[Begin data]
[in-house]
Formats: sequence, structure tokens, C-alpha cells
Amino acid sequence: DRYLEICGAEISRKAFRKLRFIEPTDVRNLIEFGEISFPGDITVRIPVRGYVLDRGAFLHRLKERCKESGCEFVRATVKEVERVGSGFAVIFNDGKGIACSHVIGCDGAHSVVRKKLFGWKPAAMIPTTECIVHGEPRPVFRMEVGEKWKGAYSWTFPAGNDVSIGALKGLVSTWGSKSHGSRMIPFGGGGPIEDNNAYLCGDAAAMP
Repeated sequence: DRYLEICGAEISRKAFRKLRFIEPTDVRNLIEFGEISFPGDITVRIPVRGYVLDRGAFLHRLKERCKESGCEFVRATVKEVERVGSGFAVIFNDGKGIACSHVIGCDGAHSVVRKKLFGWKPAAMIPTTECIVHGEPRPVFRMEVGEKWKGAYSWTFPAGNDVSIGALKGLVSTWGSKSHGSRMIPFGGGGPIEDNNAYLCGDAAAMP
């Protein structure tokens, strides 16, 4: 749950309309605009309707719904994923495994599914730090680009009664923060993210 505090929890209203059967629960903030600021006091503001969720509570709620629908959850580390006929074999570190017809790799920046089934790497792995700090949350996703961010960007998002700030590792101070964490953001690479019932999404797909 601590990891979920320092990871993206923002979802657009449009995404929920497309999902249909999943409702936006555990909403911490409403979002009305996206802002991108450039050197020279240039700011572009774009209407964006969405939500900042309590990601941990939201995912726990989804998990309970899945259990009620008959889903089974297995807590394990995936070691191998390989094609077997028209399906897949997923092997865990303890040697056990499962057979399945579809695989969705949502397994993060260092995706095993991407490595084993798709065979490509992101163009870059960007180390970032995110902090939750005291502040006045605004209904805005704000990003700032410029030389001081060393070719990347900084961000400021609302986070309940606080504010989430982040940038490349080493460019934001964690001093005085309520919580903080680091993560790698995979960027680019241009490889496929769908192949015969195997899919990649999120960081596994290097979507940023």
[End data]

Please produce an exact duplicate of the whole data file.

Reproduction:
[in-house]
Formats: sequence, structure tokens, C-alpha cells
Amino acid sequence: DRYLEICGAEISRKAFRKLRFIEPTDVRNLIEFGEISFPGDITVRIPVRGYVLDRGAFLHRLKERCKESGCEFVRATVKEVERVGSGFAVIFNDGKGIACSHVIGCDGAHSVVRKKLFGWKPAAMIPTTECIVHGEPRPVFRMEVGEKWKGAYSWTFPAGNDVSIGALKGLVSTWGSKSHGSRMIPFGGGGPIEDNNAYLCGDAAAMP
Repeated sequence: DRYLEICGAEISRKAFRKLRFIEPTDVRNLIEFGEISFPGDITVRIPVRGYVLDRGAFLHRLKERCKESGCEFVRATVKEVERVGSGFAVIFNDGKGIACSHVIGCDGAHSVVRKKLFGWKPAAMIPTTECIVHGEPRPVFRMEVGEKWKGAYSWTFPAGNDVSIGALKGLVSTWGSKSHGSRMIPFGGGGPIEDNNAYLCGDAAAMP
């Protein structure tokens, strides 16, 4: 749950309309605009309707719904994923495994599914730090680009009664923060993210 505090929890209203059967629960903030600021006091503001969720509570709620629908959850580390006929074999570190017809790799920046089934790497792995700090949350996703961010960007998002700030590792101070964490953001690479019932999404797909 601590990891979920320092990871993206923002979802657009449009995404929920497309999902249909999943409702936006555990909403911490409403979002009305996206802002991108450039050197020279240039700011572009774009209407964006969405939500900042309590990601941990939201995912726990989804998990309970899945259990009620008959889903089974297995807590394990995936070691191998390989094609077997028209399906897949997923092997865990303890040697056990499962057979399945579809695989969705949502397994993060260092995706095993991407490595084993798709065979490509992101163009870059960007180390970032995110902090939750005291502040006045605004209904805005704000990003700032410029030389001081060393070719990347900084961000400021609302986070309940606080504010989430982040940038490349080493460019934001964690001093005085309520919580903080680091993560790698995979960027680019241009490889496929769908192949015969195997899919990649999120960081596994290097979507940023």